Dec 1, 2009

Set Your Sights on "Situs" Considerations

"Situs" is Latin for the location or position of something for legal purposes. In other words, situs means "the law of the place where the thing in issue is situated."[1] In the context of business-entity issues, the situs of an entity determines the jurisdiction that governs the entity. Because certain states have more favorable debtor laws than others, situs determinations can have a critical impact on the outcome of litigation. Illinois, for example, has laws which cater to creditors, thereby making it a "creditor-friendly" state. On the other hand, Delaware and Nevada have among the most favorable debtor legislation in the nation, often referred to as "debtor-friendly" laws. As such, Delaware and Nevada are generally preferable jurisdictions in which to situs a business entity.


Situs impacts two aspects of an entity's legal affairs: (1) the law that will govern adjudication of the events at issue in a lawsuit; and (2) the state in which an organization may be sued.

Essentially, by creating an abundance of contact with a debtor-friendly state (such as Delaware or Nevada), an entity can reinforce the assertion that such state's law will be applied to any legal issue. Simultaneously, a concentration of contacts with a "debtor-friendly" state also works to minimize contacts with a "creditor-friendly" state (such as Illinois) and can therefore negate application of such state's "creditor-friendly law."

For example, even if an entity is formed under Delaware or Nevada law, a creditor could nonetheless establish that Illinois law should apply to a given issue if the entity has an Illinois presence through utilizing an Illinois address and accepting mail in Illinois. On the other hand, when an entity has an address within Delaware or Nevada, and conducts business through such address, it is more likely that Delaware law or Nevada law will govern. In essence, formation in a state, without situs in such state, will likely not help an entity take full advantage of such state's laws.

1. Choice of Law Provisions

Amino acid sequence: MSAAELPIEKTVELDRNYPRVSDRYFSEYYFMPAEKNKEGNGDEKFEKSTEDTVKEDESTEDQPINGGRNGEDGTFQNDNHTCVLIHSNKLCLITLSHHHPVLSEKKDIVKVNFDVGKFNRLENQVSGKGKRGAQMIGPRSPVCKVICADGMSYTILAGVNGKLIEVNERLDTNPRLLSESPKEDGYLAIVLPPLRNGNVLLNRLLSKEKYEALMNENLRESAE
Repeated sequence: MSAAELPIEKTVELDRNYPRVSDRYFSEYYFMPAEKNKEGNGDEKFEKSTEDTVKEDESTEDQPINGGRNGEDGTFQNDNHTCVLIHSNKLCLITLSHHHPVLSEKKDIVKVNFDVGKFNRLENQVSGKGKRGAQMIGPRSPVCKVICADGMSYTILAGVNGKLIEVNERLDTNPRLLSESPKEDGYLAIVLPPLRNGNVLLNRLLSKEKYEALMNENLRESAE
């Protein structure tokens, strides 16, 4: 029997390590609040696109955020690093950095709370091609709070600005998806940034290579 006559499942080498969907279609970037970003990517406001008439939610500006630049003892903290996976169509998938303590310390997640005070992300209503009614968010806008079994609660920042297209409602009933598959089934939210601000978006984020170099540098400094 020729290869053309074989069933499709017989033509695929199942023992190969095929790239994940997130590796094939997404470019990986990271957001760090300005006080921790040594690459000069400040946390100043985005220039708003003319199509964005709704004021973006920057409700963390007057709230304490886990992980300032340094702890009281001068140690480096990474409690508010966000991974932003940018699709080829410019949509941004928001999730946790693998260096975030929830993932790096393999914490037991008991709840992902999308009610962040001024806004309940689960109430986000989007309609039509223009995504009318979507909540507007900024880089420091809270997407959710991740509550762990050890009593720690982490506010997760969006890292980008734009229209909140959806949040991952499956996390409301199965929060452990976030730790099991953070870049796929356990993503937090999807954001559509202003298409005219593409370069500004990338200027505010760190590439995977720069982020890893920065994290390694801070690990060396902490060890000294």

A general principle of law is that the interests of the parties are determined by the law of the state which has the most significant relationship to the issue involved and the parties.[2] Accordingly, an entity with a "Delaware-situs" will have a significant relationship to the State of Delaware and its laws, and an entity with a "Nevada-situs" will have a significant relationship to the State of Nevada.

2. Establishing Jurisdiction

Jurisdiction, in particular "personal jurisdiction," is the power of a court over the defendant's person or property. There are two types of personal jurisdiction: (a) general; and (b) specific. When a court has general personal jurisdiction over a defendant, the defendant may be sued in such court for any issue. In order for a court to have specific personal jurisdiction over a defendant, the act in the state must have a specific connection with the lawsuit filed.

A defendant can subject himself to general personal jurisdiction in a particular state's court by doing business in that state. "Doing business" is generally defined as regular, systematic, ongoing, in-state business. Merely soliciting business in a particular state is not enough to subject a defendant to general personal jurisdiction.[3]

Whether an entity is "doing business" in a particular state is a fact-intensive, case-by-case inquiry. Therefore, for situs purposes, it is important to establish favorable facts and connections to a state with "debtor-friendly" laws, and minimize connections with "creditor-friendly" states.

For example, maintaining a business address in Delaware or Nevada, accepting mail in Delaware or Nevada, and housing corporate records in Delaware or Nevada, are all favorable connections with the State of Delaware or the State of Nevada, as the case may be. These connections would therefore enhance the position that Delaware law or Nevada law, as the case may be, is applicable to any issue.